Further experimentation with servo PWM frequencies

As a follow up on a previous post (http://groups.google.com/group / comp.robotics.misc/browse_thread/thread/d22215745d7a0e80/
ab5b25aaa4ce18cc) I wanted to mention that today I implemented a feature where I can adjust PWM pulse frequencies on the fly. Whereas before I had found that my servos (Hitec HS-81MGs) would not be able to stabilize on a position at frequencies above about 80Hz, today I've found something slightly different. That limit only holds true when the servo's output shaft is a long ways away from the pwm signal's pulsewidth's matching angle. Thus when you first turn the servo on (as I was doing in my first experiment) - at too high of a PWM frequency they will indeed oscillate pretty terribly and sometimes never stabilize (well, at least not in a minute or so - I lost patience after that). But if you first let it stabilize at an angle (by using a lower PWM frequency), and then increase the PWM frequency, it will hold the angle beautifully. Once it has reached a steady state for a constant PWM pulsewidth at a high frequency, if you gradually adjust the PWM pulsewidth it will track the signal beautifully. Thus I'm going to be changing my code so that on power up the PWM signal is at 50Hz, but as soon as the servos have stabilized I'll increase the frequency.
I've found that reference tracking is much, much better at higher frequencies, and disturbance rejection is also much, much better at higher frequencies. Whereas before at 50Hz when I would torque an output shaft I could feel it vibrating, now the vibration is pretty much gone. The shaft is just solid. Similarly, when I'd move the foot of a leg on my robot in a straight line I could see it jerk around a little bit, but now, it moves almost perfectly straight. Power consumption is definitely higher, but oh well. Glad I'm using li- polys :) I'm going to try to get some quantitative results with regards to power consumption tomorrow. I wish I knew more about how this affects the life of the servo though - as that is my only worry. It'd be a tad spendy to replace all 18 of my servos...
I went up to 100Hz and everything just kept getting better and better. The way my PWM pulse generation is set up I can't go much higher than that without making some fairly major changes to my code, as I originally designed it to only drive the servos at 50Hz.
Hope somebody finds this information useful.
-Mike
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Mike wrote:

Absolutely! I've only experimented a little for my own designs, but I've always thought there is a huge gap between the available serial servo controllers and what analog servos are capable of -- with a little creative effort.
Do experiment with slower frame rates if the motor doesn't need the holding torque. For a bipedal or walking robot it's a foregone conclusion you will need maximum torque pretty much at all times. But for rolling robots and basic push-pull applications, it's often possible to reduce or even completely remove the pulses from the servo. (This is what I always do with servos modified for continuous rotation...to make them stop I never try to hit that 1500 us middle-ground, which drifts anyway.)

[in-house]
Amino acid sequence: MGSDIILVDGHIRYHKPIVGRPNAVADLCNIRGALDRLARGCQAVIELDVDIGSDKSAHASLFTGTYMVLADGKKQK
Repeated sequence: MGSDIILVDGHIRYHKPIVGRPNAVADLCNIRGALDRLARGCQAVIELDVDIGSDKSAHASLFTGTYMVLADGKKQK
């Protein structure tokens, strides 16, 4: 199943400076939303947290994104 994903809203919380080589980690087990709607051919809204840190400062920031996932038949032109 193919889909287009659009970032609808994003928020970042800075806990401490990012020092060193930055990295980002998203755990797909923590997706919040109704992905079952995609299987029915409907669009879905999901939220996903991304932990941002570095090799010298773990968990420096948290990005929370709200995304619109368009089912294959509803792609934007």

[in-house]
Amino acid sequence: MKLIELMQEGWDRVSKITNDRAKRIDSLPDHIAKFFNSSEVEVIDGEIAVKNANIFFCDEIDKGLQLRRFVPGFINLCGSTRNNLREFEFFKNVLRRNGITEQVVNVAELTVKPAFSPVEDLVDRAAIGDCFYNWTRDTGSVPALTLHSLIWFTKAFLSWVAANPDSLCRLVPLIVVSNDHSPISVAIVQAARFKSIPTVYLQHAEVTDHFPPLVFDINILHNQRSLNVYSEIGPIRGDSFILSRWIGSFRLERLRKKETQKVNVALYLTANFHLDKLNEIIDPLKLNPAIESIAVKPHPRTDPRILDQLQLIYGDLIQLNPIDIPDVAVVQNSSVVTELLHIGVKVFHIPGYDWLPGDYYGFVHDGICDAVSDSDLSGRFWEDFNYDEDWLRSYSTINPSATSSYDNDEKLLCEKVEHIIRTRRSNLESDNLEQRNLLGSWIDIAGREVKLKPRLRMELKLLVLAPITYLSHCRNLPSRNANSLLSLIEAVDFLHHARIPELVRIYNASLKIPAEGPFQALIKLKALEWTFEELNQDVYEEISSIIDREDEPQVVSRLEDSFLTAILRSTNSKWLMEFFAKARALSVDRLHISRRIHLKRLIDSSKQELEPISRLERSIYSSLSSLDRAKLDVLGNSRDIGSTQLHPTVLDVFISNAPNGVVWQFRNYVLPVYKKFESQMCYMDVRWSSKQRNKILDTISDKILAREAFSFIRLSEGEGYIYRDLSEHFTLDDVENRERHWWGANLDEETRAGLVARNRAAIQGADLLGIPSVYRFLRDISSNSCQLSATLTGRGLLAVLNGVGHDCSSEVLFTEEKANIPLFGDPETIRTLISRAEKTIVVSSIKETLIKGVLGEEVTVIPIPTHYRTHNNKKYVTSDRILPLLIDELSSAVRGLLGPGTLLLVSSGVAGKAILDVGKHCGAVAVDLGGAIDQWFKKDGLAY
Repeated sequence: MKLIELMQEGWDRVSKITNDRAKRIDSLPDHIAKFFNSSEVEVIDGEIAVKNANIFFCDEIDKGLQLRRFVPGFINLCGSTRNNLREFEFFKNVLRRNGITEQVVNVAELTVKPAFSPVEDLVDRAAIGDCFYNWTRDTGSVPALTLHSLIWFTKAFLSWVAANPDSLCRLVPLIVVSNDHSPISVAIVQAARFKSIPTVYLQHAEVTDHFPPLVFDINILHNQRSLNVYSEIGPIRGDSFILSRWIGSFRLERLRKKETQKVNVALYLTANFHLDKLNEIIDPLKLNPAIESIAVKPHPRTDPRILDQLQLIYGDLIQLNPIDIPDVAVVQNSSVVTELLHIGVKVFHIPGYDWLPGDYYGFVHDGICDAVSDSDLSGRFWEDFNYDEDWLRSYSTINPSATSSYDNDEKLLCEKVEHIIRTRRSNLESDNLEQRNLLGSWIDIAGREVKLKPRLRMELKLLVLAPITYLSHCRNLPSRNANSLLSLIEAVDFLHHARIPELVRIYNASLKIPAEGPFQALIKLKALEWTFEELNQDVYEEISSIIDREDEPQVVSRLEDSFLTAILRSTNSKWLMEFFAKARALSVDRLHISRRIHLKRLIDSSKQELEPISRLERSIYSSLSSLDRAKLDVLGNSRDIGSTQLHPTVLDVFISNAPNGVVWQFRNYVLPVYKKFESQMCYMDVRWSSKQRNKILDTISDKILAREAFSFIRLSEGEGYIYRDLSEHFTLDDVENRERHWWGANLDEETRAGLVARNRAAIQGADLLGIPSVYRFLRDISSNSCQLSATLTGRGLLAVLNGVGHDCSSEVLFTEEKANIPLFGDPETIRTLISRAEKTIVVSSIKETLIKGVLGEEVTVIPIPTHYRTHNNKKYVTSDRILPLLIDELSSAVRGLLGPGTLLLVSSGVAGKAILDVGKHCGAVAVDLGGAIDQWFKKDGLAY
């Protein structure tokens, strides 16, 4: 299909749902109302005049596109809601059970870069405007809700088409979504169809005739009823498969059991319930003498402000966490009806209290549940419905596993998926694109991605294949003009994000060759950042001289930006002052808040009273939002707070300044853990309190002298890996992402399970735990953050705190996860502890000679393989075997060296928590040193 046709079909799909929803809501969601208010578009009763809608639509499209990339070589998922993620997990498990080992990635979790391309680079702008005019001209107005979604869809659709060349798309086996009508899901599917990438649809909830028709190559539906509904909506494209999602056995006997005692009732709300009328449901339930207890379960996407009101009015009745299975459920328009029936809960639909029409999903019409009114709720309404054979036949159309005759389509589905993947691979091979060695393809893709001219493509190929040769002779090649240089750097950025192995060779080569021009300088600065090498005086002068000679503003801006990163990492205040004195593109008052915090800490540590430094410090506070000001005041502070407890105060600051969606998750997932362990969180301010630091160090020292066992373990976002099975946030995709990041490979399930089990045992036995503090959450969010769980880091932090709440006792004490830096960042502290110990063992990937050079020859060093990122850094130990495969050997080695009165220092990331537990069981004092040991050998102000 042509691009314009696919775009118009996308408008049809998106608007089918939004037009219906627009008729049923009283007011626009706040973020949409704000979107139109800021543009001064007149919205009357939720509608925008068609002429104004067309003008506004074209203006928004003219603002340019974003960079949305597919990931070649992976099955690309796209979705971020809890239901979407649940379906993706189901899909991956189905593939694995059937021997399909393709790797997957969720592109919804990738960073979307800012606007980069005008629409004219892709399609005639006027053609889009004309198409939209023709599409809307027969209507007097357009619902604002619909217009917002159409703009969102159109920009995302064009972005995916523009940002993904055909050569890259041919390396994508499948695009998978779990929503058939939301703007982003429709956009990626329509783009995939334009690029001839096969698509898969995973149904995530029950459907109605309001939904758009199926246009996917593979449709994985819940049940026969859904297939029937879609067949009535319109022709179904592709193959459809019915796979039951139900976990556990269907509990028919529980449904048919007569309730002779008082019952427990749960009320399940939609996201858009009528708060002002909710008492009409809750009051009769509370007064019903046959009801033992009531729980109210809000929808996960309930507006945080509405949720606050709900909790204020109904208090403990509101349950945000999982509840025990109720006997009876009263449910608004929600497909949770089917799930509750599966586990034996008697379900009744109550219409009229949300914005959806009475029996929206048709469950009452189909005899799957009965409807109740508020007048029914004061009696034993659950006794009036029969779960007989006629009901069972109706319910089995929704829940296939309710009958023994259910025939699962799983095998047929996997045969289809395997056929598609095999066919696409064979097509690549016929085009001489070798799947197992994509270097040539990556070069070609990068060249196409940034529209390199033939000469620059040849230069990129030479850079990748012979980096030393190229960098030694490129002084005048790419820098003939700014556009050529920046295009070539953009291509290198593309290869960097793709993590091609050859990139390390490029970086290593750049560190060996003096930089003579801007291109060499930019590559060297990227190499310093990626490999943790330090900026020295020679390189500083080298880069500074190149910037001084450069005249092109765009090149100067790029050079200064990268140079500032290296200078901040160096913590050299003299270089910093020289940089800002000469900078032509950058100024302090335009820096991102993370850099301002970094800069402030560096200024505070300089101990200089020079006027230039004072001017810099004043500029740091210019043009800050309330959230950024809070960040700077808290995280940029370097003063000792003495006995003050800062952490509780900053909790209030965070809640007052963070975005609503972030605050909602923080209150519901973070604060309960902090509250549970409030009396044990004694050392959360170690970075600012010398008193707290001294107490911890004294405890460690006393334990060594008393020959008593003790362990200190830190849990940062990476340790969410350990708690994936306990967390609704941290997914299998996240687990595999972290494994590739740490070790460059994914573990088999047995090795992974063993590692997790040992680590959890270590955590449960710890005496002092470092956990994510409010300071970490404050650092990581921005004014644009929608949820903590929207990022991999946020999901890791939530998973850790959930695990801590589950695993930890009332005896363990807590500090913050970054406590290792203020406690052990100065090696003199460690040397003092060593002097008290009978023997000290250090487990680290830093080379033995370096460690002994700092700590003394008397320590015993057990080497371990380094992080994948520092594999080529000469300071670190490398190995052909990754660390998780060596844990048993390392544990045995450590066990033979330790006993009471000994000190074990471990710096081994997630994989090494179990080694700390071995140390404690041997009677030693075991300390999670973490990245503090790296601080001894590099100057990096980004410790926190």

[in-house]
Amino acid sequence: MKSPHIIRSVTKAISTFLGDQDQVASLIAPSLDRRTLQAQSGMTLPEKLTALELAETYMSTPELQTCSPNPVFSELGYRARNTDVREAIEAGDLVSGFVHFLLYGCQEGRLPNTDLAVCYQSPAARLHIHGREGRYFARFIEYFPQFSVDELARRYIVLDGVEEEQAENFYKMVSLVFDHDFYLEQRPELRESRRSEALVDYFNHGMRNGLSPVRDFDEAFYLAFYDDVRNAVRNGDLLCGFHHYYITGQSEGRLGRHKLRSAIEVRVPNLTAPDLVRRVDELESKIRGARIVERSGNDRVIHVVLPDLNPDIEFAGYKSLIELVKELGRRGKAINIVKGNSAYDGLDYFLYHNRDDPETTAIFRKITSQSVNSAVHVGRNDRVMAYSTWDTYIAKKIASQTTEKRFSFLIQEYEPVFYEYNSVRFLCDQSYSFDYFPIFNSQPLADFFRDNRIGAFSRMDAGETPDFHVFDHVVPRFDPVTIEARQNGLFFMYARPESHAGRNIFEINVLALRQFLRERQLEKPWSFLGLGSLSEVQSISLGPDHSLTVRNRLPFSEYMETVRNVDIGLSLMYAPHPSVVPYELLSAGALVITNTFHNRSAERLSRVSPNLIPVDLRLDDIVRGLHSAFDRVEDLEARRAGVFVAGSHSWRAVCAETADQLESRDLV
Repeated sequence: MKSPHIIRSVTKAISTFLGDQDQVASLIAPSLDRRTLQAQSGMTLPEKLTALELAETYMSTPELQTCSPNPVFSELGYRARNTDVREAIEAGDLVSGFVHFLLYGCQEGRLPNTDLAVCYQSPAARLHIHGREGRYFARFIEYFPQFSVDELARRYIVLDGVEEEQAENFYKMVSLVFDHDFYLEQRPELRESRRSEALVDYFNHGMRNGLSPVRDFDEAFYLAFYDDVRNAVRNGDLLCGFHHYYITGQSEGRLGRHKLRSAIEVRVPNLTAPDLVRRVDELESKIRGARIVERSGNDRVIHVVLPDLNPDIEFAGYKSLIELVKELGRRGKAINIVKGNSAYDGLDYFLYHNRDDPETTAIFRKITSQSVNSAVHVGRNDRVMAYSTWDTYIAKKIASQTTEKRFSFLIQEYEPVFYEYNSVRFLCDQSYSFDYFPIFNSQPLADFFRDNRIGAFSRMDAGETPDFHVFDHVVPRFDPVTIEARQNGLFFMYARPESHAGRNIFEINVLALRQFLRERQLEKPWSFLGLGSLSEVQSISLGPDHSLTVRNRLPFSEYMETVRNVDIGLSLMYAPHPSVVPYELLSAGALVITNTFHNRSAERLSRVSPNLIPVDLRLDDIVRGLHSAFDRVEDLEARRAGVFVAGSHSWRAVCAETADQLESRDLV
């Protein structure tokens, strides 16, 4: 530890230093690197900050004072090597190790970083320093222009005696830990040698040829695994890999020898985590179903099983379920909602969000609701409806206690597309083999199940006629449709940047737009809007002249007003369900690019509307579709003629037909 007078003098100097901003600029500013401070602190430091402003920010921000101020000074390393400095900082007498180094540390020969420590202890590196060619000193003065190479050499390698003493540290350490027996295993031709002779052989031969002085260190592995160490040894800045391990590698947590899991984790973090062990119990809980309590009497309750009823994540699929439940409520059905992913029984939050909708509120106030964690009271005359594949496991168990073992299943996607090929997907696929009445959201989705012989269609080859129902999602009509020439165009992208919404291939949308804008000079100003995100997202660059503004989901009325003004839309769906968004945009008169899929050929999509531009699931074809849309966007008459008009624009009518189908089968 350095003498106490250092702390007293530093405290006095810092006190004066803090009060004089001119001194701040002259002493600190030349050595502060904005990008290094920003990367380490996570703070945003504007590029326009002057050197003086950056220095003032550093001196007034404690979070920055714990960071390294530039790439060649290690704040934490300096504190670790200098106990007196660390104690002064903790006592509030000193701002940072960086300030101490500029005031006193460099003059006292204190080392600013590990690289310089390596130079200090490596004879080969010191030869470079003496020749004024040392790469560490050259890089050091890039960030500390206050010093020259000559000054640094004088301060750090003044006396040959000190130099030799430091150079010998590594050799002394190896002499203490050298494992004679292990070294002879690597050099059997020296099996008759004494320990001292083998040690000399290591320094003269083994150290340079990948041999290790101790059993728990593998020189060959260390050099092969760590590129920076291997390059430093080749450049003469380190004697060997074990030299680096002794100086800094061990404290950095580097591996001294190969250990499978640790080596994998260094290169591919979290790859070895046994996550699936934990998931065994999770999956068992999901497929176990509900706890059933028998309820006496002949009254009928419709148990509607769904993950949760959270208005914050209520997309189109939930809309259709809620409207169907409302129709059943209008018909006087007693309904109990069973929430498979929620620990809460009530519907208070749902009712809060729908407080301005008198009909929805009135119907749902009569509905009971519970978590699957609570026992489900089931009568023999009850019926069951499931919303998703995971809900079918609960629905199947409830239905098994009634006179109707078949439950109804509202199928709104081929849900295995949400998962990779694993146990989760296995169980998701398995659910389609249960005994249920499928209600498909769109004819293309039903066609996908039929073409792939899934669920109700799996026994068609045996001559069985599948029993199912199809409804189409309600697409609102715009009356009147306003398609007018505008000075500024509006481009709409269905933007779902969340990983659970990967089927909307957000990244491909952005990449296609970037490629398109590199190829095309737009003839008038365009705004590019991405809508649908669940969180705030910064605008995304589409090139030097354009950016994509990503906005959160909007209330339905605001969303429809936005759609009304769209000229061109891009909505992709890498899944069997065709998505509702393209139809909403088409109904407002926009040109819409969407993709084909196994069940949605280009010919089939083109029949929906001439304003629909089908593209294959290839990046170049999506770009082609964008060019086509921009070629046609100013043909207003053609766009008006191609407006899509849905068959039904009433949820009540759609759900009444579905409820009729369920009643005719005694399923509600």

A hobby servo has *maybe* 100 hours MTBF, and with increased current, I'm betting you'll get 50+ hours. If you add up the actual hours your robot is powered while you play with it, I think you'll find you'll still get lots of enjoyment out of your investment (knock on wood).
There's really no way to tell for sure how much shorter the motors will last, because there is so much variation in their design and quality. What will go first is the little wire brushes inside. If you're using coreless servos they ought to last a little while longer than regular PM motors. These have greater brush and commutator life, and are popular among the heli users. They are also more expensive.
-- Gordon
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wrote:

To update my post - I did some measurements today. Under a normal load at 50Hz the HS-81MG is drawing about 200ma. At 100Hz it is drawing about 280ma. At 125Hz it is drawing about 290ma.
I find it interesting that the current appears to be tapering off, though I suppose it makes sense since the motor spends less time unpowered so it has less time to move away from the correct position.
Performance seemed very similar between 100Hz and 125Hz, which again makes sense. There is a huge gain going from 50 to 75, smaller gain from 75 to 100, and hardly any gain in performance going from 100 to 125. I wish I had proper equipment to do these measurements, but my eyes and ears have served me pretty well thus far so I just have to trust them. However - a note about running it at 125Hz! At this refresh rate, the servo holds positions very well - better than at 100Hz. But if you try to make it move - it just loses control. It starts oscillating quite badly - oscillating with a magnitude of maybe 20 degrees or so. Not pretty. But for holding a position it gives alot of torque.
I still think I'm going to move away from servos and design my own geared motor systems, but this absolutely massive performance boost that I'm getting from increasing the refresh rate makes that less of a priority. It seems that 100Hz is the sweet spot, as long as you don't change the PWM pulsewidth rapidly, so I'm going to make that my normal refresh rate.
-Mike
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